Why blue animals are so rare in nature

These critters' unique mutations play tricks with physics.
a blue lobster in an aquarium tank
Roughly 1 in 2 million lobsters are blue.

Deposit Photos

The color blue is a very common favorite color for humans, but it is not seen in plants and animals very often. According to scientists from the University of Adelaide in Australia, this is partially because a true blue color or pigment doesn’t really exist in nature. Organisms that appear blue must absorb very small amounts of energy, while reflecting high-energy blue light. Since penetrating the molecules that are capable of absorbing this energy is a complex process, the color blue is less common than other colors in the natural world. 

Less common does not mean completely absent, since plants and animals can perform various “tricks” to appear blue. Here are some cool blue flora and fauna and how they sport this unique appearance.

Electric blue tarantula

In 2023, a team of scientists in Thailand discovered Chilobrachys natanicharum aka the electric blue tarantula. The spiders live in a variety of habitats, including trees and the hollows of mangrove forests or burrows on the ground. 

This arachnid’s wild color comes from the unique structure of their hair, not from a presence of blue pigment. Their hair features nanostructures that manipulate the light that shines on them that simulates their signature blue look. These hairs can also display a more violet hue depending on the amount of light present, which creates an iridescent effect. 

a black tarantula with bright blue legs
Chilobrachys natanicharum was discovered by a team of scientists and a popular YouTuber. CREDIT: Yuranan Nanthaisong

Previously, this species was found on the commercial tarantula market, but this was one of the first scientific studies describing its natural habitat or unique features.

A lapis lobster

Blue lobsters look more like sweet cotton candy than the red shell of a succulent and buttery delicacy we usually see. According to the New England Aquarium, only about 1 in 2 million lobsters are blue. 

In May, a fisherman in southern England found an azure-hued lobster in one of its traps. Rather than risk the lobster ending up on a dinner plate, the specimen was donated to a local aquarium. Blue lobsters have also been spotted in Marblehead, Massachusetts and France.

[Related: ‘Barbie’ reminds us that pink is a power color for everyone.]

Andrew Hebda, former curator of zoology at the Museum of Natural History,  likens the lobster to a painting. 

“You’re doing some water colors and you take a bit of blue, you take a bit of yellow, you take a bit of red and you take a bit of green and poof, mix them all together and what do you have? Mud. Which is what your normal lobster is,” Hebda told the Canadian Broadcasting Corporation. “What happened here is that we don’t seem to have those other three pigments in there… you’re looking at a genetic mutation that has suppressed those colors.”

The Frank Sinatra of cicadas

In May, a family outside of Chicago spotted something special among this year’s already exceedingly rare double-brood “cicadapocalypse.” Instead of the bright red distinctive eyeballs that dot most cicadas, this female Magicicada cassin sported a pair of blue peepers. This special eye color is the result of a one in a million genetic mutation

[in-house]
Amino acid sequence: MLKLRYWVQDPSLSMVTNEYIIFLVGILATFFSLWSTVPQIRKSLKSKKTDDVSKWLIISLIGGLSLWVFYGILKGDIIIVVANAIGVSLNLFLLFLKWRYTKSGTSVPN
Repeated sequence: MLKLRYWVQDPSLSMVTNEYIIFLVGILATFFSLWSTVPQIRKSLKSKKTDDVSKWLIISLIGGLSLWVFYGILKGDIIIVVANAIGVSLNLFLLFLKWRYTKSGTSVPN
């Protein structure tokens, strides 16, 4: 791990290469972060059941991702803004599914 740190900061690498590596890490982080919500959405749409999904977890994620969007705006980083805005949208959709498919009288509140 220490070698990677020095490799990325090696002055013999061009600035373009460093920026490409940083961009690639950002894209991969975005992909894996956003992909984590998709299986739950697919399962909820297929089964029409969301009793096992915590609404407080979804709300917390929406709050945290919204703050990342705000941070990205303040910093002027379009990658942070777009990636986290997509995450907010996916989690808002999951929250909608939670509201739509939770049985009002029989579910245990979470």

a cicada with blue eyes
The Bailey Family from Wheaton, Illinois found this special cicada in their backyard. CREDIT: Greta Bailey

Just like their more rosy-eyed counterparts, blue-eyed cicadas are short lived. It has already died and has been added to The Field Museum’s behind-the-scenes collections of insects. This “library of life on earth” allows scientists to study various specimens. Since blue-eyed cicadas are very rare, a team at the Field will try to sequence its DNA to learn more about the genes giving it its distinctive eyes.

Big blue bees

Despite looking a bit like an illustration from a Dr. Seuss book, blue carpenter bees (Xylocopa caerulea) live throughout Southeast Asia, India, and Southern China. They’re close to one inch long, making them look particularly hefty, but they are not particularly aggressive. Unlike other bees, they prefer to live alone and not in busy hives. 

Bees come in a rainbow of colors beyond yellow, including green, violet, white, and black, but the cerulean hue of these bees makes them popular among bug specimen collectors. 

a large blue bee flying over a white flower
Blue carpenter bees are not aggressive. CREDIT: Nick Volpe via iNaturalist CC BY-NC.

What about flowers and leaves?

Fewer than 1 in 10 plant species are blue and even blueberries themselves aren’t technically blue. Plants achieve this color on their flowers by mixing naturally occurring pigments. Anthocyanins–or red pigments–are the most common pigments that plants use. Their appearance can be altered by varying acidity. When combined with reflected light, these changes create the bright and cheery flowers like hydrangeas, bluebells, and morning glories. 

a blue hydrangea next to green leaves
Plants with blue flowers like hydrangeas are more common than plants with blue leaves. CREDIT: Deposit Photos.

Only a handful of plants that live on the floor of tropical rainforests have blue leaves. The primary reason for a lack of blue leaves is the physics of light. Pigments appear the same color as the light they reflect. Since the most common plant pigment is green chlorophyll, plants look green because chlorophyll reflects–rather than absorb green light. Blue light has more energy than any other color light on the visible spectrum. Blue leaves mean that the plant is reflecting high energy light and using poorer quality light that limits growth. 

It’s not entirely clear why plants may go to this growth-impeding trouble to be so blue, but a unique color may help them attract pollinators like bees.